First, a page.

With deep learning and dimensionality reduction, we can visualize the entirety of Wikipedia? | digitalcuration | Scoop.it

Deep neural networks are an approach to machine learning that has revolutionized computer vision and speech recognition in the last few years, blowing the previous state of the art results out of the water. They’ve also brought promising results to many other areas, including language understanding and machine translation. Despite this, it remains challenging to understand what, exactly, these networks are doing.

Understanding neural networks is just scratching the surface, however, because understanding the network is fundamentally tied to understanding the data it operates on. The combination of neural networks and dimensionality reduction turns out to be a very interesting tool for visualizing high-dimensional data – a much more powerful tool than dimensionality reduction on its own.

Paragraph vectors, introduced by Le & Mikolov (2014), are vectors that represent chunks of text. Paragraph vectors come in a few variations but the simplest one, which we are using here, is basically some really nice features on top of a bag of words representation.

With word embeddings, we learn vectors in order to solve a language task involving the word. With paragraph vectors, we learn vectors in order to predict which words are in a paragraph.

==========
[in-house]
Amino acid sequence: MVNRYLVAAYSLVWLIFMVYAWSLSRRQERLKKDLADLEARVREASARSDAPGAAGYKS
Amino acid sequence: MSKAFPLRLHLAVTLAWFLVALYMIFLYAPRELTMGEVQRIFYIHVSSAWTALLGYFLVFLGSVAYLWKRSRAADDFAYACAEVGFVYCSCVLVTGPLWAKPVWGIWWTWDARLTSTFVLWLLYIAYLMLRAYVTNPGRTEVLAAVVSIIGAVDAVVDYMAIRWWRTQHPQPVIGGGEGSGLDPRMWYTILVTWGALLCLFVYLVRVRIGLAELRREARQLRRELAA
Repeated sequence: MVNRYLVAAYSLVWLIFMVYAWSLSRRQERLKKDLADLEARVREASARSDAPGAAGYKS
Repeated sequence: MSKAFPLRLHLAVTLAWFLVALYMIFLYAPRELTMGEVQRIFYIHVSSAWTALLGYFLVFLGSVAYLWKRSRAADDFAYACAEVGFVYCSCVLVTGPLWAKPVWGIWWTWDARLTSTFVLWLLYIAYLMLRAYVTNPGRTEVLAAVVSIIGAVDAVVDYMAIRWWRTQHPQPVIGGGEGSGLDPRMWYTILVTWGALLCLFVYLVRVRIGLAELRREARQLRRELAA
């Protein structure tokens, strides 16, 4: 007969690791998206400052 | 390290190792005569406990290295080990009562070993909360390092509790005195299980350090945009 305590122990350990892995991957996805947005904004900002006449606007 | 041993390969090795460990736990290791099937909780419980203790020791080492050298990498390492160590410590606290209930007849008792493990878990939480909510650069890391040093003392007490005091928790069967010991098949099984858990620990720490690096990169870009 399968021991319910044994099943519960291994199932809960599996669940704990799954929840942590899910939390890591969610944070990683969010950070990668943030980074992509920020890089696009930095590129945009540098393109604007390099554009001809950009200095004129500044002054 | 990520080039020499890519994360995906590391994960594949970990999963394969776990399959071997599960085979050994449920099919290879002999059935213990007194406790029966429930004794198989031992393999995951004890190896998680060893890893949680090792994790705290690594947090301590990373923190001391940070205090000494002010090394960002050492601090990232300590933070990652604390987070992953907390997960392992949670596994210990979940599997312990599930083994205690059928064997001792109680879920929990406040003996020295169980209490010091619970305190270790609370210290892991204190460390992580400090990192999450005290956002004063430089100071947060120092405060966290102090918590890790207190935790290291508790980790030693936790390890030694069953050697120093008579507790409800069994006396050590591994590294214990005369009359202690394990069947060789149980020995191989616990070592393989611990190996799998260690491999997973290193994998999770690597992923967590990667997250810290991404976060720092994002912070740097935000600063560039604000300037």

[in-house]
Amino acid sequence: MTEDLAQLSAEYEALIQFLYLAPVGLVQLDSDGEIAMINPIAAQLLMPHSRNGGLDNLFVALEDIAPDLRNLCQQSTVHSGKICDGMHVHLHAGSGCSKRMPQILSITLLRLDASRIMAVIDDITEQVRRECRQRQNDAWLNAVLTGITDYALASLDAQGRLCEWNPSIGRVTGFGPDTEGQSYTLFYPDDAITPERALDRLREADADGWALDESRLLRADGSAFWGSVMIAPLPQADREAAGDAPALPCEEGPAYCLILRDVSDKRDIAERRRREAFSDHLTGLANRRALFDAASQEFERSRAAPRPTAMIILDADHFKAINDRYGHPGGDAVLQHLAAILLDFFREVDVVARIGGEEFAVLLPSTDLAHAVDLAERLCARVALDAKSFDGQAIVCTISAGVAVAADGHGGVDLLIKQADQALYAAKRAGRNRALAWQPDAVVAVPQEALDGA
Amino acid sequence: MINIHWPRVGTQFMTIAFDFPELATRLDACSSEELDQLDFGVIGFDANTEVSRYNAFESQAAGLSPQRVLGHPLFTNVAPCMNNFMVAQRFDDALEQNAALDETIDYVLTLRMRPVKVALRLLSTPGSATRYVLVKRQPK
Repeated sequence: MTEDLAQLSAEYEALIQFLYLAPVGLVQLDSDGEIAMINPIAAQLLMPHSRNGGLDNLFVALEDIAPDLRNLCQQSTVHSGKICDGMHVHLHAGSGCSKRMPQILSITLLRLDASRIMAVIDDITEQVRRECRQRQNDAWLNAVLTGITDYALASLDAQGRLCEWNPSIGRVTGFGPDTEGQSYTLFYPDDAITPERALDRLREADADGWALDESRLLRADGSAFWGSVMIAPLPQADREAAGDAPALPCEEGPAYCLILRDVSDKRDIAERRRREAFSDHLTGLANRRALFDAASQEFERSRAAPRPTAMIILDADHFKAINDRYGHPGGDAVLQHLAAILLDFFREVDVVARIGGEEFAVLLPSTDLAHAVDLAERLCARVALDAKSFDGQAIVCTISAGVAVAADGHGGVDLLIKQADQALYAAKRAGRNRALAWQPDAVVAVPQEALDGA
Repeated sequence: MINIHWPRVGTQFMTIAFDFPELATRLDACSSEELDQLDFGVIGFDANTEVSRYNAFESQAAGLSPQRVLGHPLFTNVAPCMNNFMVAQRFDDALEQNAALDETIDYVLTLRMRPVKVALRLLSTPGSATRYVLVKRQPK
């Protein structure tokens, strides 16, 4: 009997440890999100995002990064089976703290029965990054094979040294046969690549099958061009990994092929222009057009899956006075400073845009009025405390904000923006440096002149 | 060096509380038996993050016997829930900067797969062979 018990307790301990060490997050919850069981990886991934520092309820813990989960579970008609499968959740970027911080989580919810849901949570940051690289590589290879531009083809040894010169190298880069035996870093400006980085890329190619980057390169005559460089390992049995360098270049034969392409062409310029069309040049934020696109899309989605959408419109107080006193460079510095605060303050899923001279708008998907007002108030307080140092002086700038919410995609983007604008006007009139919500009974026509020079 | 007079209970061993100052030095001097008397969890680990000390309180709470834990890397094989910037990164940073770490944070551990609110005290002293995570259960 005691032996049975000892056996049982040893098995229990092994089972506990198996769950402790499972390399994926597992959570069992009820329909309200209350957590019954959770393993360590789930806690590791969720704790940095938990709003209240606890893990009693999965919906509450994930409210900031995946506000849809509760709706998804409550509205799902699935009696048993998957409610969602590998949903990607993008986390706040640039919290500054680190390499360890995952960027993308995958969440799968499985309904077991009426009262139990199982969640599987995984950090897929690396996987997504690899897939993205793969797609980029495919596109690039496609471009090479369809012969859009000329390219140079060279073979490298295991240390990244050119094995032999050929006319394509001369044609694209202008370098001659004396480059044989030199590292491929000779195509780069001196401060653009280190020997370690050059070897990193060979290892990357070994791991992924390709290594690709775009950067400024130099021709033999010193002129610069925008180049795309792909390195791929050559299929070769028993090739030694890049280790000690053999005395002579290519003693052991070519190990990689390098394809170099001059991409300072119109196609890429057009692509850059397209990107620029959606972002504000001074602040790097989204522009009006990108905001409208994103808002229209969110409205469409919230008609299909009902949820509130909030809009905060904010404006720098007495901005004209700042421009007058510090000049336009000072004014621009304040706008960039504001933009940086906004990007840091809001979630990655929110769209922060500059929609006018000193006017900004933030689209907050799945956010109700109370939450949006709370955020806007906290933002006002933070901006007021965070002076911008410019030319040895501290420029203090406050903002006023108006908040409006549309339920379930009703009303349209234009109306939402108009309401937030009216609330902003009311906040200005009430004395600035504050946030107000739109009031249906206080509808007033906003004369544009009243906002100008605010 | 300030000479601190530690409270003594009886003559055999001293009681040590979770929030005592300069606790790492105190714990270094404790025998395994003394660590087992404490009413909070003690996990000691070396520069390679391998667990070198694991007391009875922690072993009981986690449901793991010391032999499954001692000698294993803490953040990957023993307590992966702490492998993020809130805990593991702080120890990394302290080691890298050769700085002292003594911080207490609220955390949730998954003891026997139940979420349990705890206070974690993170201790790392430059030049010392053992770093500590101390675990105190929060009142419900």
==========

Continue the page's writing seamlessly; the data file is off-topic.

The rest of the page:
Concretely, the neural network learns a low-dimensional approximation of word statistics for different paragraphs. In the hidden representation of this neural network, we get vectors representing each paragraph. These vectors have nice properties, in particular that similar paragraphs are close together.

Now, Google has some pretty awesome people. Andrew Dai, Quoc Le, and Greg Corrado decided to create paragraph vectors for some very interesting data sets. One of those was Wikipedia, creating a vector for every English Wikipedia article. The result is that we get a visualization of the entirety of Wikipedia. A map of Wikipedia. A large fraction of Wikipedia’s articles fall into a few broad topics: sports, music (songs and albums), films, species, and science.

Via Dr. Stefan Gruenwald